When, as one respected meteorologist has pointed out, we are only one volcanic belch from trivializing all of our efforts? Why do the greenies tend to refuse to accept the fact that while humans likely play a role in the global warming process, there are other forces of nature that dwarf our contributions dozensfold?

  2. I have a friend who uses otherwise discarded grease/oil from restaurants (her brother owns a restaurant---he's her supplier) and some sort of garage-based home manufacturing process to make a diesel fuel substitute.

    She ends up paying, she said, 35 cents a gallon for fuel or something and gets the same gas mileage as with regular diesel.

    She doesn't do it particularly for environmental reasons, she does it to save money on her big, huge diesel farm truck's fuel costs and for---get this---fun.

    I think the relatively high cost of fuel (esp. in Europe, etc where it can be around $8/gallon in some places) will cause some innovation to be had soon. No one will change unless it's CHEAPER and convenient to do so.

    Biodiesel is cheap, effective, but extremely inconvenient. Make it convenient, and there's a fossil fuel solution which is cheap and environmentally "friendly".

  3. The vast majority of the evidence, and the vast majority of the world's experts have achieved a consensus that climate change is real, and climate change is to a large degree caused by human activity.

    The validity of any scientific proposition is determined not by how many members of the herd believe in it, but by the strength of the supporting evidence.

    During the 19th century, there was a consensus among scientists that all moving bodies were conveyed by "the ether." Anyone questioning that "fact" was sneered at. Then, it was shown (by Michelson and Morley) that "the ether" didn't exist.

    If you can extract your head from the sphincter of smug self-satisfaction long enough to actually examine the objective data, you will discover that the evidence isn't by any means conclusive.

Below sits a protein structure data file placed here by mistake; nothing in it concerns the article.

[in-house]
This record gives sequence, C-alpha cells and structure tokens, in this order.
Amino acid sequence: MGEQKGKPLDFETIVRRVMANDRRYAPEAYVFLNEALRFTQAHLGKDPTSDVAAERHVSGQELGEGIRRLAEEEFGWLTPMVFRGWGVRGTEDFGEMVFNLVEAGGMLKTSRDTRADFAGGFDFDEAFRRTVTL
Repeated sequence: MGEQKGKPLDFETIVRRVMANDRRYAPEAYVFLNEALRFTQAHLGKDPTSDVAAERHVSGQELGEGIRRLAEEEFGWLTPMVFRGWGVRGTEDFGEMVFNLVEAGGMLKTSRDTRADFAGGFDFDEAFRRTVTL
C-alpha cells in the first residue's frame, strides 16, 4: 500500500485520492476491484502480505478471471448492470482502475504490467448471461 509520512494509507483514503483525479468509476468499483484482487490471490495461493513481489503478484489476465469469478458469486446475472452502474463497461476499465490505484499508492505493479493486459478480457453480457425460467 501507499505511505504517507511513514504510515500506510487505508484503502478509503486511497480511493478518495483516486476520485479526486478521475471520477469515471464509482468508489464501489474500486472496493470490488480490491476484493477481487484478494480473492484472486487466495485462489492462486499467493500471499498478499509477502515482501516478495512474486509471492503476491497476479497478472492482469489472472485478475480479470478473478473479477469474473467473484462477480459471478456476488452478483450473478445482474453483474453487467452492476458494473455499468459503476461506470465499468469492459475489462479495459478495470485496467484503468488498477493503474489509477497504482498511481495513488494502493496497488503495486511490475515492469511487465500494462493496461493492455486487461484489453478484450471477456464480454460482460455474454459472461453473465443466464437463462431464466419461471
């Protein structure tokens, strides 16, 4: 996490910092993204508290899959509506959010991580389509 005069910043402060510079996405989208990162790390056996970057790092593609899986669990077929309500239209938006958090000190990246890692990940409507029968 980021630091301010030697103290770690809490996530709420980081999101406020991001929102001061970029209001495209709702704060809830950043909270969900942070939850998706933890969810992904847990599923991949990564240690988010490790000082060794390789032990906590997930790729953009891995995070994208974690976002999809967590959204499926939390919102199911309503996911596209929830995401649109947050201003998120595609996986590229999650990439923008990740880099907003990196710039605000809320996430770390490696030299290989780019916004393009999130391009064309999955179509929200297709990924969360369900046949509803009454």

4. LOL Catron. "Sphincter of smug satisfaction." I love it. It sounds like some weapon a superhero in a cheesy comic would carry.

    "Look out, Batman! Incoming criticism!"
    "Quick, Robin! Don the Sphincter of Smug Satisfaction!"

    Maybe you do have a sense of humor after all.

  5. Shadowfax,
    I agree with catron; joining a herd is not a method of supporting evidence. Lumping together climate theories with flat earth thoughts and vaccine theories is just silly.
    I do agree with you on nuclear energy. Every year in the US, 10-20 apartment dwellers and homeowners die in explosions from their natural gas or propane furnaces. How many have died from nuclear energy? NONE. What actually happened at Three Mile Island? NOTHING.

  6. Maybe you do have a sense of humor after all.

    It usually lasts from the time I get up until I leave the bosom of my family to go to work. Then I become a knuckle-dragging reactionary for the rest of the day.

  7. The biggest problem with nuclear energy is security in a post 9/11 world. Keeping the plants themselves and the hazardous waste that would be generated secure would be a nightmare. Mistakes are a lot easier to correct than sabotage, usually.

    I am an MD not a climatologist. But my favorite analogy for climate change is granny rocking in her chair. She has been rocking (analogous to normal climate oscillations)for a really long time. Someone has just given her chair a push--will she tip over? Or recover (she's a pretty tough old bird.) We will know for sure when it happens (when it's too late). Meanwhile we wonder about how much we should try to catch her...

    There are however benefits not just downsides to restricting carbon emissions "just in case"--improved air and water quality (forgotten acid rain?) not to mention incentivizing our much vaunted ingenuity to diversify our energy inputs--making them less vulnerable to supply and price fluctuations. JM$.02